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Vacumatic

Maker: Parker.

This is the name of not only a pen, but also a filler. At the beginning of the 1930s, Parker was feeling some of the pinch of the Great Depression, and like most other manufacturers was casting about for ways to drum up more sales.  Consumers have ever been suckers for innovation, and at about this time Parker was handed an innovation by Arthur Dahlberg, a professor of machine design at the University of Wisconsin.  He’d been working up the design for a new pen-filler for some years, but had run out of money (and likely patience) for it.  Parker bought the patent from him and spent a further $125,000 on getting it to work properly– that sounds like big money to spend on a pen component even today, but consider that translating that amount to current terms means they dropped what we’d perceive as almost two million dollars into the project.  Isn’t it a good thing it bore fruit?

The way ink entered into the pen using this filler was no different from a bulb filler, as I go into on the page dealing with that filler.  Where the big, investment-worthy difference lay was in that the users could bring themselves to believe that the notional menace of the flimsy rubber sac had been abolished from the pen. There was still a flimsy rubber component, which differed from the sac mainly the way it was applied to the pen. This is, of course, rather disingenuous, since calling the thing a “diaphragm” doesn’t really change its underlying nature.  Consider:  if you hold the toe of a sock between thumb and fore-finger, then pull the cuff of it over your wrist, you have a model of the Vacumatic filler, and you also have, still, a sock.

What won’t I do for an analogy?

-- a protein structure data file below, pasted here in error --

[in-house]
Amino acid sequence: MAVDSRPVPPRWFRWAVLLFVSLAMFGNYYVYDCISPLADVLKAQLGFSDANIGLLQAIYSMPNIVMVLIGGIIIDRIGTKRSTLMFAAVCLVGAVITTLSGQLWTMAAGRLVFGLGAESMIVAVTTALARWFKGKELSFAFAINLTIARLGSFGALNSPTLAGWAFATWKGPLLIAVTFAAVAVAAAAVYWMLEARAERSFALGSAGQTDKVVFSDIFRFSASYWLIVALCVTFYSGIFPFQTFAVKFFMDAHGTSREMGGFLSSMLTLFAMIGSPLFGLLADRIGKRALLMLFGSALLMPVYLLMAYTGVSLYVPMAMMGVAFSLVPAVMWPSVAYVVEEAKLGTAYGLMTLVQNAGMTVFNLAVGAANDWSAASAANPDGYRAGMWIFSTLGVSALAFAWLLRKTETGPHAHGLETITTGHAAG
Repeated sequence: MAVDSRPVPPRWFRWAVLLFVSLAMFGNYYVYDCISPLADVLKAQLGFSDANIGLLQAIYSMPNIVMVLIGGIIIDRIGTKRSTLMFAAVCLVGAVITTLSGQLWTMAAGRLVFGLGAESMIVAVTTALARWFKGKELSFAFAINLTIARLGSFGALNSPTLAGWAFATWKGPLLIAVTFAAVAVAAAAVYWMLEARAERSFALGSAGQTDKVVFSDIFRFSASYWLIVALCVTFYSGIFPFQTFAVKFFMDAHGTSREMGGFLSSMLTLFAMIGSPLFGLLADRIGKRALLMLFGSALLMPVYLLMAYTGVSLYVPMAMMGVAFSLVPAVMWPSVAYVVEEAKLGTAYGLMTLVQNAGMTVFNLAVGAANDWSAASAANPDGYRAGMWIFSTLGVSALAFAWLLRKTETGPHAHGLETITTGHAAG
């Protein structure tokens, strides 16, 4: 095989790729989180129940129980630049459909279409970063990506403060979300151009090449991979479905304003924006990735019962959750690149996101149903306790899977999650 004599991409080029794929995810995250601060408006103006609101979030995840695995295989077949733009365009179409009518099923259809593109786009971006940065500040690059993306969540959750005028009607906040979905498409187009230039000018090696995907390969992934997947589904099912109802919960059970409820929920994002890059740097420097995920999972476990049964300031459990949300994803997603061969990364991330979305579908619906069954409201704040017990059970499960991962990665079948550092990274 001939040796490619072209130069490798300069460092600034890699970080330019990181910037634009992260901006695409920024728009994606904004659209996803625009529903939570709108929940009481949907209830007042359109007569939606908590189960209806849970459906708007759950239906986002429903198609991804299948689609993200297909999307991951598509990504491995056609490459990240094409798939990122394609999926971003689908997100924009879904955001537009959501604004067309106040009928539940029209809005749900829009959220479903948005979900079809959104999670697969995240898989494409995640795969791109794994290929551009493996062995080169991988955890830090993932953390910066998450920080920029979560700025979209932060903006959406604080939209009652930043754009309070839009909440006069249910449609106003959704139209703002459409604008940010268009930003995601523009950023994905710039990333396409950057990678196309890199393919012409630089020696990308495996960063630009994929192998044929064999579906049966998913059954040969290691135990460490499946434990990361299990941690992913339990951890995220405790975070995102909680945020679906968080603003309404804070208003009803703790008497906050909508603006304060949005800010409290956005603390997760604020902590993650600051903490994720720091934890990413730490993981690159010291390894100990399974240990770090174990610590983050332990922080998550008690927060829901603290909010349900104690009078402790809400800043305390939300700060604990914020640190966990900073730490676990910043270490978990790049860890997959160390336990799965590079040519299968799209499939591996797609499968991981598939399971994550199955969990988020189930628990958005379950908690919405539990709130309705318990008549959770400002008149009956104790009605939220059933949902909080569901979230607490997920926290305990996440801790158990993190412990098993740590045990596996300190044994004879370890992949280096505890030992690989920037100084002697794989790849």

The real advantage of this filler over Parker’s sac-based button filler lies in other attributes shared with the bulb filler.  There is rather less non-ink material cluttering up the inside of the pen’s barrel, so more ink can be stored and a longer period of writing between fills is possible.  There is also the possibility of seeing the ink, since the barrel acts as the reservoir and the common barrel material of the day, celluloid, can be made clear; the mystery of how much ink remains in the pen is abolished!

Part of a 1934 advert for the Vacumatic. Doesn’t it seem like it was worth a king’s ransom in R&D?

The pen that introduced this filler was initially called the Golden Arrow, and then the Vacuum Filler, before finally settling into being the Vacumatic in 1934.  This name was definitely a product of the age, in which anything wishing to be seen as smart and forward-looking tended to find a “-matic” in its name, much as the 1980s saw “-tron” sprouting all about.  The pen displaced the Duofold at the head of Parker’s heirarchy, and would remain there until the appearance of the “51″.  The filler would stay at the top of the heap until 1948 and the appearance of the Aerometric “51″, and it would also spread downward, showing up in some versions of Duofold.

As was the case with most of Parker’s pens, there were many sub-variants by size, and a diversity of colours.  The most common pattern for the barrels is alternating layers of clear and pearlescent celluloid.  Over time, there were also changes.  Externally, the clip was initially a slender art deco arrow, which was replaced by a slightly more baroque “split arrow” with the maker’s name and the blue lozenge of quality on it.  This lozenge does not, by the way, appear on all Vacumatics of this age, as there were some economy models without..  If the buyer was willing to forgo the dab of paint and the full warranty, they could have the pen for less.  For example, the post-1942 Major and Junior models have no difference beyond this repair policy.  At the other end of the pen, a tail jewel and tassie echoed the trim on the clip; this went by the board in 1942 in favour of a simple rounded end on the blind cap.

Prior to the lozenge, Parker used this slightly less striking star design